Breck leads a wagon train of pioneers through Indian attack, storms, deserts, swollen rivers, down cliffs and so on while looking for the murder of a trapper and falling in love with Ruth. Written by
Ed Stephan <firstname.lastname@example.org>
This film was shot in both a format known as Fox Grandeur, a 70mm wide screen film process developed by the Fox Film Corporation and used commercially on a small scale in 1929-31, as well as a standard Academy ratio format. Both versions survive, and differ significantly in composition, staging and editing. Grandeur was a forerunner of the Todd-AO 70mm system which was introduced in 1955.) Grandeur was one of a number of wide screen processes which were developed by the major Hollywood studios alongside sound in the late 1920s and early 1930s. A combination of the Great Depression and the costs of converting thousands of cinemas to sound prevented the successful introduction of any of these projection systems on a commercial scale. See more »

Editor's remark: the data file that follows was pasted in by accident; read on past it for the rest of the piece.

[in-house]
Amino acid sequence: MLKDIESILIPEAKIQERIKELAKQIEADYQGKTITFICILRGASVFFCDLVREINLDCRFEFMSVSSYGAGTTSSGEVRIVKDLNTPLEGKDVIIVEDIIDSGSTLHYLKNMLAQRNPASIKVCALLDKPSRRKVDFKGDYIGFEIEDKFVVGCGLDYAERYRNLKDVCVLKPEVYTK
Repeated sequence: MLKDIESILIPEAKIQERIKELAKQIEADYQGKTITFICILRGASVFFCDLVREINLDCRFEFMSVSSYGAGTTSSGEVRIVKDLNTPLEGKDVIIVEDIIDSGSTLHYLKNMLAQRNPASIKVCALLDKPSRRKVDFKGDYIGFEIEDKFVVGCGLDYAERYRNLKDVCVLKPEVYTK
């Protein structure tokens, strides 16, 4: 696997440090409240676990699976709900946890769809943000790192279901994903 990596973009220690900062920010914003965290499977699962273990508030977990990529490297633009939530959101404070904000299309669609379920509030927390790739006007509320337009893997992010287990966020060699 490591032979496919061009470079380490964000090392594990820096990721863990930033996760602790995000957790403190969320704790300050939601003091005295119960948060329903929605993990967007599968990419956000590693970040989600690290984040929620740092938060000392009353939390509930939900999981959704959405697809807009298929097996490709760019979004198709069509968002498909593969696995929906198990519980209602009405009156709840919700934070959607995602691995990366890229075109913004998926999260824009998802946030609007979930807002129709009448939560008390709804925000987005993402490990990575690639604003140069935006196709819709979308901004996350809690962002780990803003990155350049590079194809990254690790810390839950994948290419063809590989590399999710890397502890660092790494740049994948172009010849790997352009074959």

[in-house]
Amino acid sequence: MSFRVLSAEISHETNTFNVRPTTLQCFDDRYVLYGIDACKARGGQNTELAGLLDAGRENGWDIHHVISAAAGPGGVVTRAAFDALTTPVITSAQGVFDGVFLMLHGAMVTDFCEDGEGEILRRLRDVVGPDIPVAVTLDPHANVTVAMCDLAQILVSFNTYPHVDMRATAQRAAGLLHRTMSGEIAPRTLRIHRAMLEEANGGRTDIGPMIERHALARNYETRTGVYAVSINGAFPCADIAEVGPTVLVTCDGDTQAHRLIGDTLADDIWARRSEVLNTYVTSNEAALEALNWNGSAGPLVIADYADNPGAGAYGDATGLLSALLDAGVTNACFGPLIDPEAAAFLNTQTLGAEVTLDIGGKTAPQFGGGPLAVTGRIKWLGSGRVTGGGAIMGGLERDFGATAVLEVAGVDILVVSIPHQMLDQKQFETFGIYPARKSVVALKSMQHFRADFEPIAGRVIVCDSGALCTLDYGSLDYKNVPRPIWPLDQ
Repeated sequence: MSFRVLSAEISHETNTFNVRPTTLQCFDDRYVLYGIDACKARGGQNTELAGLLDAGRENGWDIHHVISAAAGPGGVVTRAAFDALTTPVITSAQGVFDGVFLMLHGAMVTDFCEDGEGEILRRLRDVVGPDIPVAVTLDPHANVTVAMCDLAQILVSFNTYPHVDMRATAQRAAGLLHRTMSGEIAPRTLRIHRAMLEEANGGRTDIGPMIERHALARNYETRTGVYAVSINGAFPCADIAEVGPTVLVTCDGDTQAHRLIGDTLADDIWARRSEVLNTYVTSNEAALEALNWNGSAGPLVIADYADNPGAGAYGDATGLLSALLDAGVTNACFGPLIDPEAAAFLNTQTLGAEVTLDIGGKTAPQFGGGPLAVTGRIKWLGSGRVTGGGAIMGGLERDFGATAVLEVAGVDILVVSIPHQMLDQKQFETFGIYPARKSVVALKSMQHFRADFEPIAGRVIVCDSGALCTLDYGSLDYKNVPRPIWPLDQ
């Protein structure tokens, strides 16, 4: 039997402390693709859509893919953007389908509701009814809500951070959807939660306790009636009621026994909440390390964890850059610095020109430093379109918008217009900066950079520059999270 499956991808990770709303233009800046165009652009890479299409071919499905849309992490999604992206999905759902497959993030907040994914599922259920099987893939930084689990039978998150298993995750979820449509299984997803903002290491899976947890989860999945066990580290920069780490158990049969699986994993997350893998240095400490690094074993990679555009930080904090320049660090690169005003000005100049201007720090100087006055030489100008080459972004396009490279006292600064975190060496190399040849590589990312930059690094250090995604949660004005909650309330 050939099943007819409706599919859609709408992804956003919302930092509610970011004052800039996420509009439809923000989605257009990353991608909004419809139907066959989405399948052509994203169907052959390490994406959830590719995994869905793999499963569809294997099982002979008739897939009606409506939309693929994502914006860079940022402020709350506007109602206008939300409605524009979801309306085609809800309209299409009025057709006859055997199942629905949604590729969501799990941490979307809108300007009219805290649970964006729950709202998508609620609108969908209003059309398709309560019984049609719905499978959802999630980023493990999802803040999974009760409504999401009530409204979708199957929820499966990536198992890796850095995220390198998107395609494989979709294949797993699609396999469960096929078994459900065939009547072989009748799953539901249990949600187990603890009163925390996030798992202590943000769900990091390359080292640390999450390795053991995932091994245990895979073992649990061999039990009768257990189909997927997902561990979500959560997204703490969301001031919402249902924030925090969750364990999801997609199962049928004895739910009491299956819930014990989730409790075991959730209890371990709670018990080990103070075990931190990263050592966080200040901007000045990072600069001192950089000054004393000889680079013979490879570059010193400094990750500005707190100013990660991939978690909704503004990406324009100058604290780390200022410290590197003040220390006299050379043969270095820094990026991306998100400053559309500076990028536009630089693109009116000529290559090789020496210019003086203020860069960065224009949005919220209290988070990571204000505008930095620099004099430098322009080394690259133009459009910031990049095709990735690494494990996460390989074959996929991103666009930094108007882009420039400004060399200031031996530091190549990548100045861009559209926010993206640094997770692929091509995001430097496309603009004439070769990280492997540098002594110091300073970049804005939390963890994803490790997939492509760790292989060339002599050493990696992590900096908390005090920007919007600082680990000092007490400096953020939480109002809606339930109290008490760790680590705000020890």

This movie literally stopped me in my tracks while it was on the TV and i was moving my furniture out of my apartment! Its that good .I found the scope and breath of not only the production but the story to be a real delight.The uneven sound quality (remember this 1930) -actors turning away from the microphone and becoming mute,the fact that many of the old-timers acting in this movie were actually plains people and had lived amongst the very type of people they were portraying gave this film a unique feel of authenticity. The Duke even comes off as a real actor in this first rate oater. How he didn't become a star for 9 more years is a real mystery.All in all a must see!!
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